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Full Dark, No Stars
by Stephen King
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Pretty bold of Stephen King to dedicate this book to his wife, since it contains a story about a man who kills his wife, another about a man sexually assaulting a woman (who then gets revenge), a man who curses his best friend because he stole his high school girlfriend, and a story about a woman who discovers her husband is a serial killer who abducts women. Also a bonus short story about a man who pretends his dead wife, whose rotting corpse is still in the bed, is still alive but ill. Bold move, Mr. King, bold move.
Great collection of stories!
An excellent collection of three novellas and two short stories. "1922" was, for me, the best of the bunch. It is simply one of the best pieces he's written, told in a mesmerizing first-person unreliable narration. A great sense of time and place, too. "Big Driver" was the toughest one, a great tale to be sure, but featuring a truly disturbing and harrowing sequence early on. "Fair Exchange", the first short story of the book, puts an interesting spin on the deal-with-the-devil idea. "A Good Marriage" was the second best, for me. What I liked most about this was its exploration of the idea that it is ultimately impossible to completely know another person, even when that person is someone we love very much. The last tale, another short story, is called "Under the Weather", and, while predictable, it still struck me as unsettling and quite haunting. Overall, I loved the book. The stories hit me equally on an intellectual level and an emotional level. A top five King, for me.
i picked this up randomly at the library because i wanted something light, and because i sometimes like stephen king a lot, but i also sometimes don't. this book provoked the "don't like" reaction. most of these stories, out of five in all, had very little to redeem them. king's premise, which he overtly and unnecessarily states in the afterword, is that difficult and dark things are difficult and dark, and how well can you know someone, really? duh. i don't feel like these stories do anything but bring us into the dark and leave us there. king is at his best when he is balancing light and dark, humanity and inhumanity, demonstrating the possibility of both existing side by side -- but this teeter-totter is overly weighted down with the latter.
also, trigger warning for survivors of sexual assault, in a story that is basically a retelling of "i spit on your grave" and "ms. 45" -- two films that are not mentioned by the main character, who bolsters her revenge-courage with a blockbuster rental spree. weird. and ...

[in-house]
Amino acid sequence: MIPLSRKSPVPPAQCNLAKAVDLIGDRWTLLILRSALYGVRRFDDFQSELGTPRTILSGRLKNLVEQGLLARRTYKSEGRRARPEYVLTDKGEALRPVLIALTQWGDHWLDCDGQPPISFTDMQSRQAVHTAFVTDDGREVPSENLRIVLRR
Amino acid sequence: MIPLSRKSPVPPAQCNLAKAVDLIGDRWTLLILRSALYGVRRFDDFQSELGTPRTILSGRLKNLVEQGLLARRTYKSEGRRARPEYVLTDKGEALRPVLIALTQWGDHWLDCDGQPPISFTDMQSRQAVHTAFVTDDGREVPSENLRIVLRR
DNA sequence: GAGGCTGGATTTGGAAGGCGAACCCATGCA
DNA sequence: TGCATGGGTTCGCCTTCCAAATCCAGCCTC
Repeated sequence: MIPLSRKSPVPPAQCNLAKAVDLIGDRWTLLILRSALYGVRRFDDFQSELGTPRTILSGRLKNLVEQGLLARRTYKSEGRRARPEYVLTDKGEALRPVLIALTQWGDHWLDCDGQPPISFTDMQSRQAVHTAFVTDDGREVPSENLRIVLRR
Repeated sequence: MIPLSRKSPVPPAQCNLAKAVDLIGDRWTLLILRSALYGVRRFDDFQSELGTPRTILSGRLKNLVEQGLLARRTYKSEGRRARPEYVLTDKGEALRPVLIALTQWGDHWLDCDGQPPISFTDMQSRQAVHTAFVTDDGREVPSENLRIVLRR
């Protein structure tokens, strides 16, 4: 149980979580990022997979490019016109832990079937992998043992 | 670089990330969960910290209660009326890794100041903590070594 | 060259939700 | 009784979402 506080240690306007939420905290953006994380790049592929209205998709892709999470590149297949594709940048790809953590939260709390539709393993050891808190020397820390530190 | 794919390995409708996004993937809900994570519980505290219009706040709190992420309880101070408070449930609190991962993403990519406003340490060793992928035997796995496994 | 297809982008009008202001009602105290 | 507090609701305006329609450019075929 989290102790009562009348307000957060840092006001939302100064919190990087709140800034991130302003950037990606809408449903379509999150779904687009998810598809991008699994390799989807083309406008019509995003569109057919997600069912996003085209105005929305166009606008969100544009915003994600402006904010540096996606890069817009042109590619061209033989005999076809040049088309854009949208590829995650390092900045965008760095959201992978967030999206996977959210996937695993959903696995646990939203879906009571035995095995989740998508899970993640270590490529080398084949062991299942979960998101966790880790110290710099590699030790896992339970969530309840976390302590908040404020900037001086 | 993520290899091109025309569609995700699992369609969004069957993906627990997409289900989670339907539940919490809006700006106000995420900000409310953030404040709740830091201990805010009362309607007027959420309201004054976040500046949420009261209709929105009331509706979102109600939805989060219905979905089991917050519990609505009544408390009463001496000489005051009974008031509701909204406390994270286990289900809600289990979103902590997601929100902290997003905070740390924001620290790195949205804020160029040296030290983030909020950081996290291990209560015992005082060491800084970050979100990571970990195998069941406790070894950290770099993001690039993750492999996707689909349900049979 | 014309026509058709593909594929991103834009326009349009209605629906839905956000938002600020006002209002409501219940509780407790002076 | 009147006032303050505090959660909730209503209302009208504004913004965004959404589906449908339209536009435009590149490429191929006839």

anyway, other stories here also felt derivative -- of LOTS of movies, and of poe, lovecraft, earlier king, not to mention some of his son's stories. i kept seeing flashes of these other, superior things while reading, and that was annoying. i liked "a good marriage," because it seemed to ring true, truer than the others. or at least it had an interesting dilemma. the bonus story in this edition, "under the weather," didn't let the story build before it gave itself away. it could have been ... something.
lastly, king makes a habit of continually pointing out, in multiple stories, that "were this a horror movie, ___________ would happen here. but this wasn't a horror movie." cute the first time, barely tolerable the next few times, nearly angering from then on.
as i was walking from the library with this book in my hand, i was telling one of my closest friends, who had never read him, why king is an important author for me -- how, when he gets it right, something seems to shine through that i've never seen before. words failed me then, and they're kinda failing me now. to put it simply, you'd be better off avoiding this one.
PS -- i just read another review here where someone bemoans the fact that king seems to always deem it necessary to add an afterword, or foreword, to defend his work as literature, or at least as writing worth reading. it's not always obvious that it's what he's doing, but it is. it makes me sad, and it's unnecessary.
Mr. King’s “Full Dark, No Stars” has a lot of straight-up horror. The sheer size of its rodent population is enough to stamp it with the horror label. But it will serve as a page turner even for the reader who is aghast at some of the whisker-twitching particulars.
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1922 by Stephen King
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Wikipedia in English (4)
Prolific author Stephen King presents a collection of four new novellas. In the story 1922, a man plunges into the depths of madness when his wife attempts to sell off the family home. A mystery writer, who was beaten and raped while driving home from her book club, plots her revenge in Big Driver. Diagnosed with a deadly cancer, a man makes a deal with the devil in Fair Extension. And in A Good Marriage, a woman discovers her husband's darker side while he is away on a business trip.
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Melvil Decimal System (DDC)813.54 — Literature English (North America) American fiction 20th Century 1945-1999
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An edition of this book was published by Recorded Books.
I really don't have much to say about it. The truck driver story had some elements I didn't like, but overall it might have been my fave story so clearly it didn't bother me too much. It was also nice to see some female main characters, even if they were as most of King's characters, writers. :P ( )